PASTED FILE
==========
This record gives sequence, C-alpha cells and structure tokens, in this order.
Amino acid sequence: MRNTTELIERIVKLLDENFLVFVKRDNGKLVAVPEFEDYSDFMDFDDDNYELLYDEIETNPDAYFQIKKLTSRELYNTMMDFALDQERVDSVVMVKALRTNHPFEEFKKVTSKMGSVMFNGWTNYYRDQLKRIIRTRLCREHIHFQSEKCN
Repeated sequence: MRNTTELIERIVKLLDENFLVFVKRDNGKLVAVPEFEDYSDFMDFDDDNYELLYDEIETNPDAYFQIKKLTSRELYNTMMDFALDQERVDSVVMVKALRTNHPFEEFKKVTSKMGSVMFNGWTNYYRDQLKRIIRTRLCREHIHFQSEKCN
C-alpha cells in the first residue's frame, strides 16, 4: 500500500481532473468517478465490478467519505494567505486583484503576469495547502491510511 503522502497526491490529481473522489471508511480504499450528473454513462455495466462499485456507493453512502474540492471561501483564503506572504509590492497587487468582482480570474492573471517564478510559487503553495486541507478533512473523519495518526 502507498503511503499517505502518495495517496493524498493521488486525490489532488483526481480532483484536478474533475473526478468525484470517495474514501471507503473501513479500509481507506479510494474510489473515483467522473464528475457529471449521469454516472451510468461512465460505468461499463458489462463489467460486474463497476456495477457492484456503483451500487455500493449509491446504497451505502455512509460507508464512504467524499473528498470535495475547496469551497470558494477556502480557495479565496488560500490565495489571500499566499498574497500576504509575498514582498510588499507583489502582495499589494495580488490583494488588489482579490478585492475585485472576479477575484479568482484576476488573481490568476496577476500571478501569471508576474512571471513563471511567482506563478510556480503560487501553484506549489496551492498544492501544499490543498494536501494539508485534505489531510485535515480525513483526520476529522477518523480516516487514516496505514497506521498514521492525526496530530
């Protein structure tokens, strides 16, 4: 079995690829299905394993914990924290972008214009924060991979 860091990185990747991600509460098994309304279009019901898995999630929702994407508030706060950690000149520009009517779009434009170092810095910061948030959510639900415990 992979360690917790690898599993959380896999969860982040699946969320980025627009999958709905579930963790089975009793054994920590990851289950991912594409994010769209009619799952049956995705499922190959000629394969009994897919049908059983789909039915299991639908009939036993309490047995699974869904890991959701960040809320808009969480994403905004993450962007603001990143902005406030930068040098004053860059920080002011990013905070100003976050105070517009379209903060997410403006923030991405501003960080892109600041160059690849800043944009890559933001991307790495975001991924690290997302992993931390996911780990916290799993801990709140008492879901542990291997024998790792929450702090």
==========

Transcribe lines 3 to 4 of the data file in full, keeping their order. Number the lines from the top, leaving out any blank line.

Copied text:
Repeated sequence: MRNTTELIERIVKLLDENFLVFVKRDNGKLVAVPEFEDYSDFMDFDDDNYELLYDEIETNPDAYFQIKKLTSRELYNTMMDFALDQERVDSVVMVKALRTNHPFEEFKKVTSKMGSVMFNGWTNYYRDQLKRIIRTRLCREHIHFQSEKCN
C-alpha cells in the first residue's frame, strides 16, 4: 500500500481532473468517478465490478467519505494567505486583484503576469495547502491510511 503522502497526491490529481473522489471508511480504499450528473454513462455495466462499485456507493453512502474540492471561501483564503506572504509590492497587487468582482480570474492573471517564478510559487503553495486541507478533512473523519495518526 502507498503511503499517505502518495495517496493524498493521488486525490489532488483526481480532483484536478474533475473526478468525484470517495474514501471507503473501513479500509481507506479510494474510489473515483467522473464528475457529471449521469454516472451510468461512465460505468461499463458489462463489467460486474463497476456495477457492484456503483451500487455500493449509491446504497451505502455512509460507508464512504467524499473528498470535495475547496469551497470558494477556502480557495479565496488560500490565495489571500499566499498574497500576504509575498514582498510588499507583489502582495499589494495580488490583494488588489482579490478585492475585485472576479477575484479568482484576476488573481490568476496577476500571478501569471508576474512571471513563471511567482506563478510556480503560487501553484506549489496551492498544492501544499490543498494536501494539508485534505489531510485535515480525513483526520476529522477518523480516516487514516496505514497506521498514521492525526496530530